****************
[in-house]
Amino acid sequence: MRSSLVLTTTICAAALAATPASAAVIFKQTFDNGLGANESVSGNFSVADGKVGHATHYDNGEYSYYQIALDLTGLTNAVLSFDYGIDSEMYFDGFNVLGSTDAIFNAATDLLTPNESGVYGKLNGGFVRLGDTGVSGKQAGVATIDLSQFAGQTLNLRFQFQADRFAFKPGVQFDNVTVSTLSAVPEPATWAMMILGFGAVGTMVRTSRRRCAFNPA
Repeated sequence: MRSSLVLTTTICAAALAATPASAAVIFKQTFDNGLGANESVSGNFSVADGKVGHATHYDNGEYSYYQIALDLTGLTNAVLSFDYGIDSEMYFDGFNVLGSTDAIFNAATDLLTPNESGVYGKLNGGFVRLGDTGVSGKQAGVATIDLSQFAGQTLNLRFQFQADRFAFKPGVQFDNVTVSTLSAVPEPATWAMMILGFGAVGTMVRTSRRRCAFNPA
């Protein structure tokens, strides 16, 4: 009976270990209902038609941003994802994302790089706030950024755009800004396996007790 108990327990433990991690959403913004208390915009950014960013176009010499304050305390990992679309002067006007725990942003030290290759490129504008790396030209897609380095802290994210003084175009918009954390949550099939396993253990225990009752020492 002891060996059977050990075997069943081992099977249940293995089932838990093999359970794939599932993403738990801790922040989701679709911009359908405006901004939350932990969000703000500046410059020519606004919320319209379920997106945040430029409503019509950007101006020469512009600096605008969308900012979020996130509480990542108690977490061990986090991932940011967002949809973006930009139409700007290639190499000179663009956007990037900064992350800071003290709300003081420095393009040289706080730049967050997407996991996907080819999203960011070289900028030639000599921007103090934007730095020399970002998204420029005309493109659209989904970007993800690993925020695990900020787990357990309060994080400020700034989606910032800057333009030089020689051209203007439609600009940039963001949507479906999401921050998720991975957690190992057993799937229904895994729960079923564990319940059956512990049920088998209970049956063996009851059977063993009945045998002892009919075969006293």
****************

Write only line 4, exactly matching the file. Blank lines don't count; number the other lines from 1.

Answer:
């Protein structure tokens, strides 16, 4: 009976270990209902038609941003994802994302790089706030950024755009800004396996007790 108990327990433990991690959403913004208390915009950014960013176009010499304050305390990992679309002067006007725990942003030290290759490129504008790396030209897609380095802290994210003084175009918009954390949550099939396993253990225990009752020492 002891060996059977050990075997069943081992099977249940293995089932838990093999359970794939599932993403738990801790922040989701679709911009359908405006901004939350932990969000703000500046410059020519606004919320319209379920997106945040430029409503019509950007101006020469512009600096605008969308900012979020996130509480990542108690977490061990986090991932940011967002949809973006930009139409700007290639190499000179663009956007990037900064992350800071003290709300003081420095393009040289706080730049967050997407996991996907080819999203960011070289900028030639000599921007103090934007730095020399970002998204420029005309493109659209989904970007993800690993925020695990900020787990357990309060994080400020700034989606910032800057333009030089020689051209203007439609600009940039963001949507479906999401921050998720991975957690190992057993799937229904895994729960079923564990319940059956512990049920088998209970049956063996009851059977063993009945045998002892009919075969006293």